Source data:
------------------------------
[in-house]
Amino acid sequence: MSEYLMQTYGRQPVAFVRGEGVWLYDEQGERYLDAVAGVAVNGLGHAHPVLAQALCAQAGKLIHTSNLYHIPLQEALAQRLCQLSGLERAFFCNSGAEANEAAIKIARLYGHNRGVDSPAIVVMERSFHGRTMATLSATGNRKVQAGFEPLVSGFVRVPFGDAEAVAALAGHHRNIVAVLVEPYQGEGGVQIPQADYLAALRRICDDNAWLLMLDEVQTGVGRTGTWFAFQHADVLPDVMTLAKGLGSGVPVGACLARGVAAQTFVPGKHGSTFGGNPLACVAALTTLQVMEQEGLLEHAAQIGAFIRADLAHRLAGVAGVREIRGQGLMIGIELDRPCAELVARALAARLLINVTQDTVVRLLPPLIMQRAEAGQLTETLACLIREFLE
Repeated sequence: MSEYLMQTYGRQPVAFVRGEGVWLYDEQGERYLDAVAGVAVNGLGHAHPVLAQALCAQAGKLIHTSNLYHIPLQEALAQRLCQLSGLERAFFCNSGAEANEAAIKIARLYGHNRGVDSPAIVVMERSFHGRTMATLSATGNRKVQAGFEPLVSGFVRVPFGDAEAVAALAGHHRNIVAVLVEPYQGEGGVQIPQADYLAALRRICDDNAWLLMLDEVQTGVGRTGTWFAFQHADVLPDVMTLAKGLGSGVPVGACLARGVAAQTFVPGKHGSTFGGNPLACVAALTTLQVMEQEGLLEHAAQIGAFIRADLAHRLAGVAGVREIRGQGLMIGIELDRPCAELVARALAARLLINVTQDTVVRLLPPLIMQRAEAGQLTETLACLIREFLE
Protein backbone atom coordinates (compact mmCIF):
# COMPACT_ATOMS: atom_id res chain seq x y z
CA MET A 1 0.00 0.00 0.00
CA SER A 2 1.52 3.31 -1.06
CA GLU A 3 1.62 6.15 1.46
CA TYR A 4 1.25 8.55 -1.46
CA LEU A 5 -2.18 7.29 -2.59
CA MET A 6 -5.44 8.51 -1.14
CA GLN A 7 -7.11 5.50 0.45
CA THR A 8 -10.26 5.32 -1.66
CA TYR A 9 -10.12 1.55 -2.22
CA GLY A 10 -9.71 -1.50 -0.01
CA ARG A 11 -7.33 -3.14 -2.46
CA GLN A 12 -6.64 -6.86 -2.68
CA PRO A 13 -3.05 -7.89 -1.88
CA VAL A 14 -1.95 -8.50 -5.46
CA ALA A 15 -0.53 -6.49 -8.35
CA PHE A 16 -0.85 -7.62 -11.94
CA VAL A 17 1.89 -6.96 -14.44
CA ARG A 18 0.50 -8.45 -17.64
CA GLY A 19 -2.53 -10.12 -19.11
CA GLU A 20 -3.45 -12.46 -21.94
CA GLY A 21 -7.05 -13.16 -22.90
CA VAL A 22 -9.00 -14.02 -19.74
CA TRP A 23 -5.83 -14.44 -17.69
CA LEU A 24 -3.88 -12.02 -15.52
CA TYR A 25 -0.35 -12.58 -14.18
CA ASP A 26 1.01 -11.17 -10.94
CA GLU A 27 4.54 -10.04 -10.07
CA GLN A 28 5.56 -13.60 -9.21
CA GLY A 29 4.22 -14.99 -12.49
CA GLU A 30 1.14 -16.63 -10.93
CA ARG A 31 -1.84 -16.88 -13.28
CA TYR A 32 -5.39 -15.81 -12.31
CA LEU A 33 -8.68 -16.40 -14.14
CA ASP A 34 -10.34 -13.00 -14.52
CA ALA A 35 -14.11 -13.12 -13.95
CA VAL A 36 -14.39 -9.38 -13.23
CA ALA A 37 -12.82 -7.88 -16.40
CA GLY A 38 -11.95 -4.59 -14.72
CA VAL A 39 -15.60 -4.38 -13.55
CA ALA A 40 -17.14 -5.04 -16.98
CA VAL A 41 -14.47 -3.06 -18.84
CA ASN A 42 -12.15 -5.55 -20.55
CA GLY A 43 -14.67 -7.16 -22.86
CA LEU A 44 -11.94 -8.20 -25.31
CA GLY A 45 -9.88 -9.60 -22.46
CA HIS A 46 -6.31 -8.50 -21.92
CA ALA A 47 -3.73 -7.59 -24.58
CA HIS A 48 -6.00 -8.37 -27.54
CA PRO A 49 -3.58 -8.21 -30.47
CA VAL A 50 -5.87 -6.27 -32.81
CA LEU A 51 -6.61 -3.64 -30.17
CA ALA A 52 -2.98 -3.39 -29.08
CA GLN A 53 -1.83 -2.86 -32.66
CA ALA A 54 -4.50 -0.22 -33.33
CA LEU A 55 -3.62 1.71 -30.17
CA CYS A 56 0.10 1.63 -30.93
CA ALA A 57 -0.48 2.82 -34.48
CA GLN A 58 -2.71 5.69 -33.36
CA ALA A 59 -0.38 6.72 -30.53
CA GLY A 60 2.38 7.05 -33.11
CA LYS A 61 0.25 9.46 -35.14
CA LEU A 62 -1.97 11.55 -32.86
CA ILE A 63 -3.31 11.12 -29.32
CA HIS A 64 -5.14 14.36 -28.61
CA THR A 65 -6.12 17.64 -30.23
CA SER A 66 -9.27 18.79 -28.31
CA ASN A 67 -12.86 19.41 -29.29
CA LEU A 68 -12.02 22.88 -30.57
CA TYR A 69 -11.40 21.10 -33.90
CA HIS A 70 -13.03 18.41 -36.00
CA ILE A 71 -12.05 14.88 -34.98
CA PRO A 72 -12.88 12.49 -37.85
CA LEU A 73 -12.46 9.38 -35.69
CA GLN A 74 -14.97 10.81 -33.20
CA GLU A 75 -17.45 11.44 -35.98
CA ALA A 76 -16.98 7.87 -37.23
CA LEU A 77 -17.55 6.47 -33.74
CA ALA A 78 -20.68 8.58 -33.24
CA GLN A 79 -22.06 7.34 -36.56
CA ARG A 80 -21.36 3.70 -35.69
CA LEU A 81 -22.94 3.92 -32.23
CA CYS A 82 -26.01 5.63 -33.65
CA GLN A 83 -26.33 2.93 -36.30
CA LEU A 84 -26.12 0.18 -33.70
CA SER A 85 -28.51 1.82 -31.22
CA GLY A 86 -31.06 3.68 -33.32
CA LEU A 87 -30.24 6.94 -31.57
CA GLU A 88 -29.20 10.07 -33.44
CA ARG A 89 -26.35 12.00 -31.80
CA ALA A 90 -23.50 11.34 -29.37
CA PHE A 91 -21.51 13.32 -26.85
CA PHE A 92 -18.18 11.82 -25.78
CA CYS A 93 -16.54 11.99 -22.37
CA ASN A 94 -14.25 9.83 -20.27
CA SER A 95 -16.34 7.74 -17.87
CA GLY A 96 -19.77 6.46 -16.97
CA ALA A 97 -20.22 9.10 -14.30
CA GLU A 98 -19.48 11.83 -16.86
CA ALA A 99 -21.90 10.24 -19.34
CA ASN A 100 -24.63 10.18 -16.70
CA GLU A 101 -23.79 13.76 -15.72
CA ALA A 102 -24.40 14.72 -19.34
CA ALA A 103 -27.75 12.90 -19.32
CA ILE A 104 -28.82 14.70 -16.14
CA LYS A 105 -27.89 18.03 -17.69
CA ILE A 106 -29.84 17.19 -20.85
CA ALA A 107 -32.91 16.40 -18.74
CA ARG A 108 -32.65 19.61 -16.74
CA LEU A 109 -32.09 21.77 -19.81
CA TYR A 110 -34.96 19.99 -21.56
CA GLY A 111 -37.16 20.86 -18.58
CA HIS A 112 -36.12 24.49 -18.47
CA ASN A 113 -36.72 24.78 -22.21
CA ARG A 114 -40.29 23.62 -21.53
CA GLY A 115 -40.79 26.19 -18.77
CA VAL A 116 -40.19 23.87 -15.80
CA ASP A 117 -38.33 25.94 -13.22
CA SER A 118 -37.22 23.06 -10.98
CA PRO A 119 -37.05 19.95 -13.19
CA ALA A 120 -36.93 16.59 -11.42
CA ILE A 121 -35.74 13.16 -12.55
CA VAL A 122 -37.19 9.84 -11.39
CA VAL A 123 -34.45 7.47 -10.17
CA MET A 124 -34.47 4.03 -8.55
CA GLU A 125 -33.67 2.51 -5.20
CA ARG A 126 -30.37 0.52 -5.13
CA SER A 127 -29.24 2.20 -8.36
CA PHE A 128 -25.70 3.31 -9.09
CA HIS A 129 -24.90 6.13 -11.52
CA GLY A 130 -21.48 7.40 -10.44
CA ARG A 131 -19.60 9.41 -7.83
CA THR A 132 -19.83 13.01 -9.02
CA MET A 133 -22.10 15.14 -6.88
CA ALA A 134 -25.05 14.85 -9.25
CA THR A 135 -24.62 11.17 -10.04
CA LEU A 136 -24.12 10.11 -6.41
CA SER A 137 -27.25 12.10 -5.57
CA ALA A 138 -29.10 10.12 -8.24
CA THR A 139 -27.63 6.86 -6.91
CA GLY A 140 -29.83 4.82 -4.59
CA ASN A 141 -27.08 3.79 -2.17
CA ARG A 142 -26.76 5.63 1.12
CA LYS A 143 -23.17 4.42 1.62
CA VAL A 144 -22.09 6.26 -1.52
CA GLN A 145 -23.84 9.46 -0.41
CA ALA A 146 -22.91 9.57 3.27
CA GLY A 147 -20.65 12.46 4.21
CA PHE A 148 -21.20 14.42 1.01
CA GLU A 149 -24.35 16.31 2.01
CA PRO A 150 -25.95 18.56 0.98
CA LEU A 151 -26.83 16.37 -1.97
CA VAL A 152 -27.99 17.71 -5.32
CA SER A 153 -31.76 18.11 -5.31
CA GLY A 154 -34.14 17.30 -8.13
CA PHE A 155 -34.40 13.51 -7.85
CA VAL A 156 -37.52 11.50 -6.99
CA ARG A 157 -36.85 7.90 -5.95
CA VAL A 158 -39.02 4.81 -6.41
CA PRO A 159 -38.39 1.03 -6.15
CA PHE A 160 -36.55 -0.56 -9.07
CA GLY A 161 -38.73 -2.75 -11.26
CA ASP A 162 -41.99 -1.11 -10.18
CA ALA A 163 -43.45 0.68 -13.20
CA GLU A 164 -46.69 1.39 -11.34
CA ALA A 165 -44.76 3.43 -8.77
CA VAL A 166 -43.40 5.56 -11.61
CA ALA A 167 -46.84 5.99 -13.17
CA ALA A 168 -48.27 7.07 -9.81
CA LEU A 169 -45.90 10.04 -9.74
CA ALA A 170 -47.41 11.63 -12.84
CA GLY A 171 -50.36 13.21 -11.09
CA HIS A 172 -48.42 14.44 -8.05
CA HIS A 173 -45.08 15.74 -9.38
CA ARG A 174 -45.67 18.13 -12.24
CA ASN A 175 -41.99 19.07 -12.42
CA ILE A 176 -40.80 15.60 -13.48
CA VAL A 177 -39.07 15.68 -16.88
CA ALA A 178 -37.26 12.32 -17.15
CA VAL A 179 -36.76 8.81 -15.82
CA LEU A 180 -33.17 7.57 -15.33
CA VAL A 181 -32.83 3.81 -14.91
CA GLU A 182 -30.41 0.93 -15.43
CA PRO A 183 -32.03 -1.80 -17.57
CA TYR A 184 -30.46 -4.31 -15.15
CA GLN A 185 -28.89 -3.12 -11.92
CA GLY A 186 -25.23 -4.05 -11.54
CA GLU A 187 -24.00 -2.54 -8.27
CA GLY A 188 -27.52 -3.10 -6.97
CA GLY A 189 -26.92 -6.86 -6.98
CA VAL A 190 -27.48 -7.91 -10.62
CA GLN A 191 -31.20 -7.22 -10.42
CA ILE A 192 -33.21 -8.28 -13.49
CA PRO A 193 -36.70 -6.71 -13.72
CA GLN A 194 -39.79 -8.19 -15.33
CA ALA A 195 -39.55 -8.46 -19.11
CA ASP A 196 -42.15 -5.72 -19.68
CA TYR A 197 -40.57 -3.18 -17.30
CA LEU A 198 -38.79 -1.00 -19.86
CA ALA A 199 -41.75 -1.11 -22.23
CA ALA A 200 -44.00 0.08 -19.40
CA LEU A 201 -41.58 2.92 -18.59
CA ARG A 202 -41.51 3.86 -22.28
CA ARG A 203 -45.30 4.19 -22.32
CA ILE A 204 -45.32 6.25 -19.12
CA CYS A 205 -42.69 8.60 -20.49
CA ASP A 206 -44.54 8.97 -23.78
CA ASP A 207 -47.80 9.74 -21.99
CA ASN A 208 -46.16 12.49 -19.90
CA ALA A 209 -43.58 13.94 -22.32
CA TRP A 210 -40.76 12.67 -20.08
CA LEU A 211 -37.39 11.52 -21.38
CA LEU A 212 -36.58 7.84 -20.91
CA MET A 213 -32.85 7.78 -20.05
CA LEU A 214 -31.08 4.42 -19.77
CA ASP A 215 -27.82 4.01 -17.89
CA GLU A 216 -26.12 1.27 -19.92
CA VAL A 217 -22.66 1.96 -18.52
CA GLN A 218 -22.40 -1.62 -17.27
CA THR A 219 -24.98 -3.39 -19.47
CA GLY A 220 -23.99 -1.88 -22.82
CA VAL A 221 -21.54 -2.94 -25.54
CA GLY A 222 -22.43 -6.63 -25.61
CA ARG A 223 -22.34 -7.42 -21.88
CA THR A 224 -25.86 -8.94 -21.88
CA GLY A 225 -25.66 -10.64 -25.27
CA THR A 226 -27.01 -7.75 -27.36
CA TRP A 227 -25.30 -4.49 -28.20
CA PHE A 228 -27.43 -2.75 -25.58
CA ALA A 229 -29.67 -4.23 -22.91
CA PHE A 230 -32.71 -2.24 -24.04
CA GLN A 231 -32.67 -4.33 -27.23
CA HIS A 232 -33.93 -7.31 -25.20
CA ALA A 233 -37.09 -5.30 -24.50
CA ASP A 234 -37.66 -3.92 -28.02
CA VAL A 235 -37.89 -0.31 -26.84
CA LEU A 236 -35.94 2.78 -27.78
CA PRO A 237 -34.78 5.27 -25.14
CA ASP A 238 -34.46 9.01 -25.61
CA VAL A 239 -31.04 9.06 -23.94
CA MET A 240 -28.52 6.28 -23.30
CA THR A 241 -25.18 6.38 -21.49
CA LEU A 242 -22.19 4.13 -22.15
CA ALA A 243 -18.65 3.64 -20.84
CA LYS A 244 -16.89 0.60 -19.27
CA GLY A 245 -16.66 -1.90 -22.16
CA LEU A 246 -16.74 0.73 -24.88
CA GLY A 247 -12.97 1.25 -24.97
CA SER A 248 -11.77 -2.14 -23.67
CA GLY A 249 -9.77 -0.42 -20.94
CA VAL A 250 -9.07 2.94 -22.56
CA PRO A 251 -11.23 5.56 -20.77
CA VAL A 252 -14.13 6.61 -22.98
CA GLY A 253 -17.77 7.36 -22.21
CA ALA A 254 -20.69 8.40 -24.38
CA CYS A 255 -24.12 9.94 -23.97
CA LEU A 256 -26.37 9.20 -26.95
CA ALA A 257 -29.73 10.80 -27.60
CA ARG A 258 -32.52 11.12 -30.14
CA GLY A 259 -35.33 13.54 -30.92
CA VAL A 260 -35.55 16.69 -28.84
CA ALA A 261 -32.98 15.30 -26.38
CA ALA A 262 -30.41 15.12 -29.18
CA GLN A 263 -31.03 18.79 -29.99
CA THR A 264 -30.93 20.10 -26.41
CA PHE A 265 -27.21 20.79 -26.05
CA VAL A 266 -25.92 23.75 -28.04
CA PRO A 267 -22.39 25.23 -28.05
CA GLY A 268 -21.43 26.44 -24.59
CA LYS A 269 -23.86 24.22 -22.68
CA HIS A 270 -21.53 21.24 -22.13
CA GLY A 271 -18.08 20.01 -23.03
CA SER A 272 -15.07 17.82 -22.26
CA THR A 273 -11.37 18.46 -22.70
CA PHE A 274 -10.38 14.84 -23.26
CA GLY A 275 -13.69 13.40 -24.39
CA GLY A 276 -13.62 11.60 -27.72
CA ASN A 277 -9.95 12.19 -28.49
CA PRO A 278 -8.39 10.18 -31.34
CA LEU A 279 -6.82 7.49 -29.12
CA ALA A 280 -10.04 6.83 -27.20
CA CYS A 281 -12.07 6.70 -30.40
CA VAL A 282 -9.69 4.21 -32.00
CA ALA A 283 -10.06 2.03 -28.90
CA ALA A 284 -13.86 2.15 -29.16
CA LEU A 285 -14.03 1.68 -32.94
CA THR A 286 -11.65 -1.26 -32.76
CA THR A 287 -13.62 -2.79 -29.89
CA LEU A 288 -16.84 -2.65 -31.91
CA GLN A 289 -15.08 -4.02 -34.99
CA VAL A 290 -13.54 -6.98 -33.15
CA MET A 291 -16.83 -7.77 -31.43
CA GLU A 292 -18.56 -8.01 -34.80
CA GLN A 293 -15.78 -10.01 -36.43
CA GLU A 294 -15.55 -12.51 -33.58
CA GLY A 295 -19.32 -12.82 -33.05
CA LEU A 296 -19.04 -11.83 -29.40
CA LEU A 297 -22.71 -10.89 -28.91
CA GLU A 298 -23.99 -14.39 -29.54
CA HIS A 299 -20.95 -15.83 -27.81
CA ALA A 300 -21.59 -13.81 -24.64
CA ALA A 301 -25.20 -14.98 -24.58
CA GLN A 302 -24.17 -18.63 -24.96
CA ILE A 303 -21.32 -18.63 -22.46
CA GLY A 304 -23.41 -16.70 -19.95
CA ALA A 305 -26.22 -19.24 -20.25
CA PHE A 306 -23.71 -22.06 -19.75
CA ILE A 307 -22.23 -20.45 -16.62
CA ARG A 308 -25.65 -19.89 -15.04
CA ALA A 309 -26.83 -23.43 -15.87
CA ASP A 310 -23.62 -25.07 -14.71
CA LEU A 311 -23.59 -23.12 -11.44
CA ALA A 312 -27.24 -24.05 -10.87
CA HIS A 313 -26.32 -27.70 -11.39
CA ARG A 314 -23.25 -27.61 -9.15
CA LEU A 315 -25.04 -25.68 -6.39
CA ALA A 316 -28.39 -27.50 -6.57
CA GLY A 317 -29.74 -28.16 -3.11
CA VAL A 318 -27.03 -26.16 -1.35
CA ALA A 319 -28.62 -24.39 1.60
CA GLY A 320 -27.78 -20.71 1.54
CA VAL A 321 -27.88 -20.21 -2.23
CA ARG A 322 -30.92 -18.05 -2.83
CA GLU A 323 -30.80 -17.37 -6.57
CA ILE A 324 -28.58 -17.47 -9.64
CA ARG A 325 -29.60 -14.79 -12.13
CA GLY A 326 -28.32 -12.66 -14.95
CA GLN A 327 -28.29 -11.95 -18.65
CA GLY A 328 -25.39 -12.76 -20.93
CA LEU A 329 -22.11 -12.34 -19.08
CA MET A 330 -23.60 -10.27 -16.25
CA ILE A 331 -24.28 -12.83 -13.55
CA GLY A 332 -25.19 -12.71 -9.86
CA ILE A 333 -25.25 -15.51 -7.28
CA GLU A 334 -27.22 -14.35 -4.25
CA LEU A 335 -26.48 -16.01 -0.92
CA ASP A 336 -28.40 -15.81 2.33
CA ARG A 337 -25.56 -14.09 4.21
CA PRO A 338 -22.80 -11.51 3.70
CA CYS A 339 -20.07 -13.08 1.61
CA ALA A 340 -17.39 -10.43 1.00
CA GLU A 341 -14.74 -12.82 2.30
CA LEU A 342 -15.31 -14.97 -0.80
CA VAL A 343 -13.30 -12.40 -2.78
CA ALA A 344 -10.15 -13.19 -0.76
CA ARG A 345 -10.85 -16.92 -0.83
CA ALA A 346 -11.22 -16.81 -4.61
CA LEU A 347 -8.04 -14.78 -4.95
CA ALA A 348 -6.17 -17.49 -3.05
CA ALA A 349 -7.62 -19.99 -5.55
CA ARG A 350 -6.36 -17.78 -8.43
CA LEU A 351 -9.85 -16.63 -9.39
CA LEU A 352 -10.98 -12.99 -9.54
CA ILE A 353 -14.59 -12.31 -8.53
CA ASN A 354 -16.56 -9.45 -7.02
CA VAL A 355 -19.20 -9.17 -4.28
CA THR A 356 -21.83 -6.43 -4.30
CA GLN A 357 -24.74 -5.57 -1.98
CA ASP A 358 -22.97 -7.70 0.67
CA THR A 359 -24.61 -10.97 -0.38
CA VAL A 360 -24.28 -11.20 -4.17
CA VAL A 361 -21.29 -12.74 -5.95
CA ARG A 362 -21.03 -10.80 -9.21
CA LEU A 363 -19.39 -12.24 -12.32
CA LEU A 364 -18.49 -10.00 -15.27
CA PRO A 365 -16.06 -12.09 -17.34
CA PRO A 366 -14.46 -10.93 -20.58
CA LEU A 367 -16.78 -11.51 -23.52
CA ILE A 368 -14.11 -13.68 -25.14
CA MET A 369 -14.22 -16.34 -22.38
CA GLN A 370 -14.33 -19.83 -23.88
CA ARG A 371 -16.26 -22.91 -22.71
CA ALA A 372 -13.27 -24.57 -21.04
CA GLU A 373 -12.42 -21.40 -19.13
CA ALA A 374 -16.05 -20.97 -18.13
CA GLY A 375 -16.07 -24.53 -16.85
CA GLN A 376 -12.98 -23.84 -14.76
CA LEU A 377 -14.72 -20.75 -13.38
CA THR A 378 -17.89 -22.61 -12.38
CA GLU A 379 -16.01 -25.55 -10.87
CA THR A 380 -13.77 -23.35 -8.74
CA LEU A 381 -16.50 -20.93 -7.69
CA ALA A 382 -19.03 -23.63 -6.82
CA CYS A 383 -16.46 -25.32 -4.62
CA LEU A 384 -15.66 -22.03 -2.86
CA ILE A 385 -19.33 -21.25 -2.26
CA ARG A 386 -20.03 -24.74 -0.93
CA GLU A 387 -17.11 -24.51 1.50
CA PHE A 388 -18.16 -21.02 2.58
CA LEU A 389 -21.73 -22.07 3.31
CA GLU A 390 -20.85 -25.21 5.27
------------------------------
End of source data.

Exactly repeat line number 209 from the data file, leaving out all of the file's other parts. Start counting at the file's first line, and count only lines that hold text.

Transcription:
CA ILE A 204 -45.32 6.25 -19.12